John Godber Company & Theatre Royal, Wakefield
Northern Stage, Newcastle
John Godber’s been a major figure in British theatre for more than 30 years, not only as an original, prolific and influential writer, but also helping guide Hull Truck Theatre from near financial disaster in 1984 to its new sumptuous home opened in 2010.
Seeing Godber’s early plays such as Bouncers and Up ‘n’ Under, with their mix of fast, furious physicality and brilliant dialogue is like downing a large glass of Andrews Liver Salts in one go.
Since 2011, he’s been writing and performing two new plays a year with his new group The John Godber Company in partnership with the Theatre Royal Wakefield. The establishment does eventually beckon to most of our theatrical enfants terribles, though Godber’s convictions remain firm, as proven by the fact the programme here includes the names of the cleaning staff (Ann O’Brien and Robert Taylor).
For a third of a century, Godber’s been living with his wife, actor/writer Jane Thornton (fellow artistic director of the twin companies), and it sometimes feels artistically that they’re joined at the hip.
Blasted!, set in a Yorkshire mining village, features them as Harry and Dot, husband and wife, a series of short scenes spanning from the end of the miners’ strike in 1984 (Harry was down the local pit) to the year 2014. Structurally it’s not unlike Godber’s play September in the Rain, which follows a similar time span through a couple’s annual holidays to Blackpool. He’s on pretty sure ground here as well as the son of a West Yorkshire miner, who's spent most of his life in the region. Godber’s subject matter needs the minimum of research.
The small-scale production is slightly dwarfed by Stage One at Northern Stage and looks better suited to a more intimate space. There’s a minimal set: a garden gate, some flowers, some hanging miners’ banners, the occasional prop, a relevant musical track to underline the year of each scene (though some tracks seemed a few years out) and straighforward lighting (lighting and set, Graham Kirk). Godber and Neil Sissons direct.
One oddity is that, although the first half takes us conventionally from 1984 through to 1996, after the interval we have reversed chronology, starting with 2014 and working backwards to the same 1996. I applaud the originality and there is an extra poignancy watching characters whose future you, as against they, are already aware of, though I suspect either frontwards or backwards in toto would have fared better.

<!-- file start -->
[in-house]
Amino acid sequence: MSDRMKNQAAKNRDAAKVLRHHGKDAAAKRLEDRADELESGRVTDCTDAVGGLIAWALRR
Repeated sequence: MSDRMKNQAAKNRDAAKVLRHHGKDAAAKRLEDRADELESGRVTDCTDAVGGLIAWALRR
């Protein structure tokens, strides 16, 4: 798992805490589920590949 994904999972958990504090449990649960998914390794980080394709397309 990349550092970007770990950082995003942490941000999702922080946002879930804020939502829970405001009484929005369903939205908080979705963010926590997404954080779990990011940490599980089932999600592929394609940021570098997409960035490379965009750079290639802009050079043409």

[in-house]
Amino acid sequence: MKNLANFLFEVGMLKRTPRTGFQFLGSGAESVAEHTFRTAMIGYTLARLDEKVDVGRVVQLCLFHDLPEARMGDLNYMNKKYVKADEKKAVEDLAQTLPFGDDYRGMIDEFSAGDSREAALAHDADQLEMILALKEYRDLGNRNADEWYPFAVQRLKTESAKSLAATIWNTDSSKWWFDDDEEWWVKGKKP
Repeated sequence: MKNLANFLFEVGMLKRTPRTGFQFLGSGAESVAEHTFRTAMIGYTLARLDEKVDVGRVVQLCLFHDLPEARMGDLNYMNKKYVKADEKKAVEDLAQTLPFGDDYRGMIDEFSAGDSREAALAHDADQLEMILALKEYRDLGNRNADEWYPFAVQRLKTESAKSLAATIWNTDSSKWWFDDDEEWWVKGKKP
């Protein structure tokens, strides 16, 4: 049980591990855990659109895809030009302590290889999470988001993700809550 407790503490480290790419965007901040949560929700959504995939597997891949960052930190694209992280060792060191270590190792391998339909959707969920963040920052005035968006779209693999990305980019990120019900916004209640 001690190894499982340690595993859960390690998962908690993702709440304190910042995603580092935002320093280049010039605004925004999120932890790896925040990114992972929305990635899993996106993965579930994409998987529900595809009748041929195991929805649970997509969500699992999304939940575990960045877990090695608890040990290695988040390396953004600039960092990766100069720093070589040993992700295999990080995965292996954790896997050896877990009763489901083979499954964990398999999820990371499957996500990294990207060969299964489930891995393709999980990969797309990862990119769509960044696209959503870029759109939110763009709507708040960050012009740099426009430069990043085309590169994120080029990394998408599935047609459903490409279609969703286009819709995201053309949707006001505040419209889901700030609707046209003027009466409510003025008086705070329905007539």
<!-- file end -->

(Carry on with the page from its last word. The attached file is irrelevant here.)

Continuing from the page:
As the couple struggle to adapt to the social and economic disaster of the end of mining, Harry tries entrepreneurship (window cleaning), escapism (smoking loads of dope) and lethargy. None works and it’s left to the more proactive Dot to arrange a new life—running a B & B in Bridlington.
After a brief success, under pressure from Harry, they move back to their roots, where eventually Harry pushes Dot round in a wheelchair and (for reasons I don’t understand as she is the only one of the two capable of moving on), she yearns to visit the local Mining Museum and he doesn’t.
The second half has more energy, humour and breadth than the first and both Godber and Thornton are terrific performers who bring an authentic feel to their characters. But there is a sense is of familiar and well-trodden territory which a writer of Godber’s talents may feel he has now excavated enough.
Harry is bitter and negative from the first scene and despite the colourful language, does not journey far through the play. With only two characters, this always limits us dramatically. It’s left to Dot to remind us people can kick against circumstance, however unjust.
Significantly, it is when the play almost escapes the shadows of the miners’ strike and broadens out to become about two ageing people trying to make do that we feel it at its most poignant.
Reviewer: Peter Mortimer